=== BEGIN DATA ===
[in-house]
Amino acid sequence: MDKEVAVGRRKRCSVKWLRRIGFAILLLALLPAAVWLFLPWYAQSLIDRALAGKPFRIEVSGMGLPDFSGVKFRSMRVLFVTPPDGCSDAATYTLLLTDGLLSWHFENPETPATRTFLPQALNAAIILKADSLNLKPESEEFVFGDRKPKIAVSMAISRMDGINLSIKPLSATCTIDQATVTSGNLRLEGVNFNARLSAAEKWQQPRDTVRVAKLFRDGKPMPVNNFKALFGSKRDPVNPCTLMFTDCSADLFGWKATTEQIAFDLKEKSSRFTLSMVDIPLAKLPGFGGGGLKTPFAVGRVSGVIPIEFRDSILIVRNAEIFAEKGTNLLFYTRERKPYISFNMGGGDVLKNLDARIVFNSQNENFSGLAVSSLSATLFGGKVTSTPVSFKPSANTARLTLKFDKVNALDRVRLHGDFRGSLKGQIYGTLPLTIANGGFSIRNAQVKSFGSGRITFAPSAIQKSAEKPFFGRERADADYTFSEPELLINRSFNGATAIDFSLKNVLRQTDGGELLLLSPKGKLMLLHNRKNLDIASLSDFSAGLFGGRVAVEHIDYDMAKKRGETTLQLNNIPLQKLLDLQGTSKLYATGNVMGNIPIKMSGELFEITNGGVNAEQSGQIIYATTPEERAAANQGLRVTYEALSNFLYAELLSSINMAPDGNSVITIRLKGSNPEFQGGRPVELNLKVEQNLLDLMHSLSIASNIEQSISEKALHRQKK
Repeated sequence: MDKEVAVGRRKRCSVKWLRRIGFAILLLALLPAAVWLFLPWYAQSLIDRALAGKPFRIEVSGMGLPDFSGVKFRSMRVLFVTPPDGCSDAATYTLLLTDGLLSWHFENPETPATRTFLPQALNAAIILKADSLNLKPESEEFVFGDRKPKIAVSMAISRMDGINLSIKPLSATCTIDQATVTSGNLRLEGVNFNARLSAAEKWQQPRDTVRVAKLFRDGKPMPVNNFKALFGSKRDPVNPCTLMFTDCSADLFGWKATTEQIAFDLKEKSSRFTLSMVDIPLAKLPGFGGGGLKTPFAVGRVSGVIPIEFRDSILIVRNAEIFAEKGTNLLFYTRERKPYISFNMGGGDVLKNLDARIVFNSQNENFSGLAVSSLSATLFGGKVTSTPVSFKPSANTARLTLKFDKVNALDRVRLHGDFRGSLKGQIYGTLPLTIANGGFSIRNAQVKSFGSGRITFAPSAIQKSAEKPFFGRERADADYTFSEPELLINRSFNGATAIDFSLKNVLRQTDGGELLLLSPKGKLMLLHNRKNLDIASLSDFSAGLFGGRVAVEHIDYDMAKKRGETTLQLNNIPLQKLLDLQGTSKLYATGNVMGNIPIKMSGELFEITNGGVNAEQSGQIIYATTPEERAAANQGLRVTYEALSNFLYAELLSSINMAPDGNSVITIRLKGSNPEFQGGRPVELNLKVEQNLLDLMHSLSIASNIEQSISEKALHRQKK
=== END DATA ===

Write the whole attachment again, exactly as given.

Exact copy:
[in-house]
Amino acid sequence: MDKEVAVGRRKRCSVKWLRRIGFAILLLALLPAAVWLFLPWYAQSLIDRALAGKPFRIEVSGMGLPDFSGVKFRSMRVLFVTPPDGCSDAATYTLLLTDGLLSWHFENPETPATRTFLPQALNAAIILKADSLNLKPESEEFVFGDRKPKIAVSMAISRMDGINLSIKPLSATCTIDQATVTSGNLRLEGVNFNARLSAAEKWQQPRDTVRVAKLFRDGKPMPVNNFKALFGSKRDPVNPCTLMFTDCSADLFGWKATTEQIAFDLKEKSSRFTLSMVDIPLAKLPGFGGGGLKTPFAVGRVSGVIPIEFRDSILIVRNAEIFAEKGTNLLFYTRERKPYISFNMGGGDVLKNLDARIVFNSQNENFSGLAVSSLSATLFGGKVTSTPVSFKPSANTARLTLKFDKVNALDRVRLHGDFRGSLKGQIYGTLPLTIANGGFSIRNAQVKSFGSGRITFAPSAIQKSAEKPFFGRERADADYTFSEPELLINRSFNGATAIDFSLKNVLRQTDGGELLLLSPKGKLMLLHNRKNLDIASLSDFSAGLFGGRVAVEHIDYDMAKKRGETTLQLNNIPLQKLLDLQGTSKLYATGNVMGNIPIKMSGELFEITNGGVNAEQSGQIIYATTPEERAAANQGLRVTYEALSNFLYAELLSSINMAPDGNSVITIRLKGSNPEFQGGRPVELNLKVEQNLLDLMHSLSIASNIEQSISEKALHRQKK
Repeated sequence: MDKEVAVGRRKRCSVKWLRRIGFAILLLALLPAAVWLFLPWYAQSLIDRALAGKPFRIEVSGMGLPDFSGVKFRSMRVLFVTPPDGCSDAATYTLLLTDGLLSWHFENPETPATRTFLPQALNAAIILKADSLNLKPESEEFVFGDRKPKIAVSMAISRMDGINLSIKPLSATCTIDQATVTSGNLRLEGVNFNARLSAAEKWQQPRDTVRVAKLFRDGKPMPVNNFKALFGSKRDPVNPCTLMFTDCSADLFGWKATTEQIAFDLKEKSSRFTLSMVDIPLAKLPGFGGGGLKTPFAVGRVSGVIPIEFRDSILIVRNAEIFAEKGTNLLFYTRERKPYISFNMGGGDVLKNLDARIVFNSQNENFSGLAVSSLSATLFGGKVTSTPVSFKPSANTARLTLKFDKVNALDRVRLHGDFRGSLKGQIYGTLPLTIANGGFSIRNAQVKSFGSGRITFAPSAIQKSAEKPFFGRERADADYTFSEPELLINRSFNGATAIDFSLKNVLRQTDGGELLLLSPKGKLMLLHNRKNLDIASLSDFSAGLFGGRVAVEHIDYDMAKKRGETTLQLNNIPLQKLLDLQGTSKLYATGNVMGNIPIKMSGELFEITNGGVNAEQSGQIIYATTPEERAAANQGLRVTYEALSNFLYAELLSSINMAPDGNSVITIRLKGSNPEFQGGRPVELNLKVEQNLLDLMHSLSIASNIEQSISEKALHRQKK